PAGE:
BARKS: How does the myth of dominance cause abusive situations for dogs?
Pat Miller: Oh my… far too numerous and significant to cover them all. The myth of dominance sets dogs and their humans up for an adversarial relationship. Some dogs succumb quickly to this ill-advised use of intimidation and force, albeit along with damage to the dogs’ trust in their humans. Those who don’t succumb fight back against the confrontational methods, which then elicits an increased level of force from the human. Dogs who don’t ultimately submit to this mistreatment often become aggressive, are deemed “incorrigible” and either live a life of constant mistreatment and abuse, or are all too often euthanized, when a better, more thoughtful approach could have avoided all the drama and confrontation altogether.
BARKS: Do educated professional trainers use dominance theory in their work, or train with force?
PM: No. Just no. Educated, science-based professionals understand that the term “dominance” means something entirely different from what has been falsely presented as “dominance theory,” i.e. permission to abuse your dog.
BARKS: What are three typical problems that are caused by trainers using dominance theory?
PM: 1. Aggression: The dominance myth says that you have to establish yourself as the “leader” through the use of forceful methods such as the so-called “alpha roll.” A training approach that relies on confrontation and the use of physical force has a high likelihood of eliciting an aggressive response from the dog.
2. Damage to the dog-human relationship: A healthy dog-human relationship is based on mutual trust, cooperation and respect. The dominance myth promotes physically forcing the dog into “submission” – a method that destroys trust and doesn’t value cooperation. When dominance trainers say the dog must “respect” the human, they really mean “fear.”
3. Fear: The use of force and intimidation as advocated by “dominance” trainers carries a significant risk of creating fear and avoidance in the dogs subjected to these methods. What these trainers see as “calm submission” is actually a dog shutting down from fear of being attacked and manhandled by the human.
I have spent a lot of time talking with victims of cases such as those outlined above and they seem to have several things in common. First, they have been blindsided to some degree. As consumers, they assumed that there is a level of professionalism, a code of standards to be adhered to, yet when abuse, neglect or death occur, it is shocking to see this is, in fact, completely absent. Secondly, as Lorie Childers explains: “Victims share being in a state of shock and felt helpless when they attempted the normal routes of obtaining justice and found there was none; it’s difficult to process.”
I was struck by the victims speaking at our county meetings, and by the fact that their pain was renewed as if it had just happened yesterday. One woman had tears in her eyes and shared that she had wanted to speak, but told us, “I just can’t.” We tried to console her and encourage her to stay, but it was too much for her and she left. Her dog died 10 years ago.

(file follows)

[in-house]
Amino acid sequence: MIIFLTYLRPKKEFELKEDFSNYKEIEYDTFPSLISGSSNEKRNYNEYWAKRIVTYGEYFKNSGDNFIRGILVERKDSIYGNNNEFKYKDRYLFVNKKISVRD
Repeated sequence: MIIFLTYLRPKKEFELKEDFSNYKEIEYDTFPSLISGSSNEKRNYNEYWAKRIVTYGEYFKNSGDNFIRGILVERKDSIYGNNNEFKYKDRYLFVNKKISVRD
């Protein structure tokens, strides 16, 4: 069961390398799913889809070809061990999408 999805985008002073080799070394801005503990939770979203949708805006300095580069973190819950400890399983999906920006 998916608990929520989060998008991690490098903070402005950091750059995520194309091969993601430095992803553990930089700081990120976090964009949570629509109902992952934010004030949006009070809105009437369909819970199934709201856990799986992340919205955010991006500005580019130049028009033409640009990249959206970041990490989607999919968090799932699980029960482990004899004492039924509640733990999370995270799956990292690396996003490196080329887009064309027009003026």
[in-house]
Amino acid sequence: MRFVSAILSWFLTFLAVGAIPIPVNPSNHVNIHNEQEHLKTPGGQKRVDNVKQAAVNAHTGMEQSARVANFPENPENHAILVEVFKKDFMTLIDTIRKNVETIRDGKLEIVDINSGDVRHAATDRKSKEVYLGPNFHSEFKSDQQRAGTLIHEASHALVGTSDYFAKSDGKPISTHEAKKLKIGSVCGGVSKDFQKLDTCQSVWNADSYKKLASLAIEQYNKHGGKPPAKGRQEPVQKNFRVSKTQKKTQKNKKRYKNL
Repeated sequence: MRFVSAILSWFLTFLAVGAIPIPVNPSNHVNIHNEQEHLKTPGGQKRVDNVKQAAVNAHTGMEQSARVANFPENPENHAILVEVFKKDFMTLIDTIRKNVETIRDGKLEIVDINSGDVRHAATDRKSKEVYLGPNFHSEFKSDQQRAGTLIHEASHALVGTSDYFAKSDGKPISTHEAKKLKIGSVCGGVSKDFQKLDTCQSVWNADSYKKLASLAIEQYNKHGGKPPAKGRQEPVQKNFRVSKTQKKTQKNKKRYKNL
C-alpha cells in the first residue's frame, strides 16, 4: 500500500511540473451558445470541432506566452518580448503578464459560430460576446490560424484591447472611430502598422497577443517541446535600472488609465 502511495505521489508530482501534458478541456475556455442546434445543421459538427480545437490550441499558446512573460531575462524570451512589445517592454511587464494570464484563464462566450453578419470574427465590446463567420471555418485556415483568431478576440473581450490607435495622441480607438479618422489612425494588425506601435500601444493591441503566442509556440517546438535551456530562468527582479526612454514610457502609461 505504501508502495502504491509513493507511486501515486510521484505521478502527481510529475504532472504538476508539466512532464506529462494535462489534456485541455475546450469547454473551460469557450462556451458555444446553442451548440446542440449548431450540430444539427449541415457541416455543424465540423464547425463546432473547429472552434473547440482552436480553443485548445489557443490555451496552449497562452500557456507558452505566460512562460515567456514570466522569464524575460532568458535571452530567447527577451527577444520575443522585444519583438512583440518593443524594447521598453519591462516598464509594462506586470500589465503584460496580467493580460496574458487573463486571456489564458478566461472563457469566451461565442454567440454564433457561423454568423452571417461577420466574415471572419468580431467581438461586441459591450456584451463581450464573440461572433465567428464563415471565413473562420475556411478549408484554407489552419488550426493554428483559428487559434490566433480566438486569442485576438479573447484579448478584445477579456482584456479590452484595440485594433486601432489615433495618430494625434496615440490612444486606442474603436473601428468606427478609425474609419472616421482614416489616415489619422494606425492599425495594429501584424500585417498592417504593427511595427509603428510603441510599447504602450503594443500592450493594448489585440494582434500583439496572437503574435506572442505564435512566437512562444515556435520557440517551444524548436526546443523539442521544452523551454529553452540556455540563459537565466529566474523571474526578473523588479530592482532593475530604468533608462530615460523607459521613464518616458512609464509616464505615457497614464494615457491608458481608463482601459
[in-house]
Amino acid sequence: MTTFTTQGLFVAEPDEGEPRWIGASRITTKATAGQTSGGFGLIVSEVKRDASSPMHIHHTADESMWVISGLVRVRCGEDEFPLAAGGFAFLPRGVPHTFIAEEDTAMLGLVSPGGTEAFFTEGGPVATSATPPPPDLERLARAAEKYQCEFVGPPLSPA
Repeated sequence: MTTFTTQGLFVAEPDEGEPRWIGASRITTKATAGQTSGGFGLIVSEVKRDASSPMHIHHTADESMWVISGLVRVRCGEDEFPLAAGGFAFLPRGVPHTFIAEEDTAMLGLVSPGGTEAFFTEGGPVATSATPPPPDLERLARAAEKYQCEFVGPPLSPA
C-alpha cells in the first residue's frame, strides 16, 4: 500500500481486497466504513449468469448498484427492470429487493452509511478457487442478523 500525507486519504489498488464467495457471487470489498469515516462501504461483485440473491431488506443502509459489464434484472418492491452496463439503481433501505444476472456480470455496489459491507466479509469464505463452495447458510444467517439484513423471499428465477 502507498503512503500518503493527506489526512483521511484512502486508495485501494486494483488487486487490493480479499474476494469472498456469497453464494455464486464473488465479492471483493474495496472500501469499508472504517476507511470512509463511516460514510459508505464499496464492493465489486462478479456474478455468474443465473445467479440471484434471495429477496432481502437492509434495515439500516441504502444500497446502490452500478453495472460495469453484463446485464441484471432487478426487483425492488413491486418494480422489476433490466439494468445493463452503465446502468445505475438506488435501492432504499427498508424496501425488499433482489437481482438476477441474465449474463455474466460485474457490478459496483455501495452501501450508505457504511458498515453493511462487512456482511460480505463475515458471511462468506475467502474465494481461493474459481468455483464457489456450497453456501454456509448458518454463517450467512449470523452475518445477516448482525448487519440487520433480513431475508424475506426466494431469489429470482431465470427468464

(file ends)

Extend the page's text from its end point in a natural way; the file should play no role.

Trainers and pet care providers need to know that people whose dogs suffer negligence or abuse are extremely angry, and, in some cases, may have lost faith in the industry. While some end up in a state of learned helplessness and choose to put the traumatic event behind them, some are exceptionally strong and brave and give their voice to dogs. The victims presented above found the strength to stand up and speak about the abuse and neglect their dog suffered in a room filled to the brim with trainers opposing any regulation, denying the facts, and victim blaming.
In my opinion, trainers who do not want to be regulated need to set industry standards that clearly define abuse and neglect and appropriately identify pet mental illness. At least one case I heard about at one of the county meetings was grossly mismanaged, given that the dog was in desperate need of a veterinary behavior consult instead of being placed in a board and train program. I believe professionals need to agree upon minimum standards of training, handling and care. In addition, trainers universally need to have better skills, understand and follow functional analysis when the case requires it, address antecedents and create behavior change using positive reinforcement. Physical force, coercion and positive punishment need to be eliminated from training plans.
At the same time, in recognition that self-regulated industries usually fail to achieve realistic change, trainers who care about their profession need to acknowledge that regulation is probably a matter of when, not if. Professionals would do well to become involved in regulation, so the result is an outcome that is humane and force-free.
Writing this article has been one of the hardest things I have ever done. It elicited angry and sad emotional responses. Speaking to victims in person or on the phone was incredibly difficult. I had to force myself to proceed, and I think this is part of why crimes against dogs are under reported or not reported at all. As you finish reading this article, know that you can go and hug your dog, but many victims will never have that luxury again.
A special thank you to Pat Miller for taking the time to read and give comment on this article and to the victims for sharing their stories.